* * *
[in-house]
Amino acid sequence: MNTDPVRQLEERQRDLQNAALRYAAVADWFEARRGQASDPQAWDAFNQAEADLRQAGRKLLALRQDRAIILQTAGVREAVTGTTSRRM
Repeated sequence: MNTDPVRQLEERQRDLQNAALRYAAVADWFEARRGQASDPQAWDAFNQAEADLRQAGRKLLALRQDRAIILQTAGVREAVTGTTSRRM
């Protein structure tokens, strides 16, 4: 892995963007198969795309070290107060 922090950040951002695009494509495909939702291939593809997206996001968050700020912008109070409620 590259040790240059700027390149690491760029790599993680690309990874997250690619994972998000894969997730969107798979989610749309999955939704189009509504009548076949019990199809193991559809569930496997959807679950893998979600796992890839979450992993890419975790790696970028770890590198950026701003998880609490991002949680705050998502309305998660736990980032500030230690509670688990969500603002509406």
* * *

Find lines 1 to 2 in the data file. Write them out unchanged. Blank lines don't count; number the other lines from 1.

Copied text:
[in-house]
Amino acid sequence: MNTDPVRQLEERQRDLQNAALRYAAVADWFEARRGQASDPQAWDAFNQAEADLRQAGRKLLALRQDRAIILQTAGVREAVTGTTSRRM